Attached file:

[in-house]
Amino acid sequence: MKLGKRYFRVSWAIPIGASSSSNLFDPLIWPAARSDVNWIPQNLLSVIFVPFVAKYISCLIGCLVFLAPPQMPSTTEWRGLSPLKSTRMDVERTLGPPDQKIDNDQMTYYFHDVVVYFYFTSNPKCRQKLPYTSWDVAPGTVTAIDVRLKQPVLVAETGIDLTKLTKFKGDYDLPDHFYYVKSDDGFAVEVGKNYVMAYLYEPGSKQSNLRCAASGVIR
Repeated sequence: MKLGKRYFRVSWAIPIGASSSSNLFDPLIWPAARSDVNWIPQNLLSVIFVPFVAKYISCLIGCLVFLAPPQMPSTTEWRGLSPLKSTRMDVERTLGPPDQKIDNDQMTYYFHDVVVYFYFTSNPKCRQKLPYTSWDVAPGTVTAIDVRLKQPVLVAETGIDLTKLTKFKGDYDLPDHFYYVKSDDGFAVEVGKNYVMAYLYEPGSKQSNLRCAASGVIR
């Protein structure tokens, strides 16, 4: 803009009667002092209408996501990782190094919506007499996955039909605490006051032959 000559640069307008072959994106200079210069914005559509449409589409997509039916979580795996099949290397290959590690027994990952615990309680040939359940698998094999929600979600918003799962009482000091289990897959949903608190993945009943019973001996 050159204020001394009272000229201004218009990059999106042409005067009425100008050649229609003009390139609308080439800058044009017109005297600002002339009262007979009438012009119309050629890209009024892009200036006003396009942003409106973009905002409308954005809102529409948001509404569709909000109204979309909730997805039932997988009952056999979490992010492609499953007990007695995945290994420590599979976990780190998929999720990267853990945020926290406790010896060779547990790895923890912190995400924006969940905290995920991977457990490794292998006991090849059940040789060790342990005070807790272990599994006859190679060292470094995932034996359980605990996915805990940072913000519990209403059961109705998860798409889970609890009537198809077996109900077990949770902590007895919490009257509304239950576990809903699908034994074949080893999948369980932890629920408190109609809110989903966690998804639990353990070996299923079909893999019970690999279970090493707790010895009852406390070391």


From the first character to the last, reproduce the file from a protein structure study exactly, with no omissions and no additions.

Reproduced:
[in-house]
Amino acid sequence: MKLGKRYFRVSWAIPIGASSSSNLFDPLIWPAARSDVNWIPQNLLSVIFVPFVAKYISCLIGCLVFLAPPQMPSTTEWRGLSPLKSTRMDVERTLGPPDQKIDNDQMTYYFHDVVVYFYFTSNPKCRQKLPYTSWDVAPGTVTAIDVRLKQPVLVAETGIDLTKLTKFKGDYDLPDHFYYVKSDDGFAVEVGKNYVMAYLYEPGSKQSNLRCAASGVIR
Repeated sequence: MKLGKRYFRVSWAIPIGASSSSNLFDPLIWPAARSDVNWIPQNLLSVIFVPFVAKYISCLIGCLVFLAPPQMPSTTEWRGLSPLKSTRMDVERTLGPPDQKIDNDQMTYYFHDVVVYFYFTSNPKCRQKLPYTSWDVAPGTVTAIDVRLKQPVLVAETGIDLTKLTKFKGDYDLPDHFYYVKSDDGFAVEVGKNYVMAYLYEPGSKQSNLRCAASGVIR
């Protein structure tokens, strides 16, 4: 803009009667002092209408996501990782190094919506007499996955039909605490006051032959 000559640069307008072959994106200079210069914005559509449409589409997509039916979580795996099949290397290959590690027994990952615990309680040939359940698998094999929600979600918003799962009482000091289990897959949903608190993945009943019973001996 050159204020001394009272000229201004218009990059999106042409005067009425100008050649229609003009390139609308080439800058044009017109005297600002002339009262007979009438012009119309050629890209009024892009200036006003396009942003409106973009905002409308954005809102529409948001509404569709909000109204979309909730997805039932997988009952056999979490992010492609499953007990007695995945290994420590599979976990780190998929999720990267853990945020926290406790010896060779547990790895923890912190995400924006969940905290995920991977457990490794292998006991090849059940040789060790342990005070807790272990599994006859190679060292470094995932034996359980605990996915805990940072913000519990209403059961109705998860798409889970609890009537198809077996109900077990949770902590007895919490009257509304239950576990809903699908034994074949080893999948369980932890629920408190109609809110989903966690998804639990353990070996299923079909893999019970690999279970090493707790010895009852406390070391």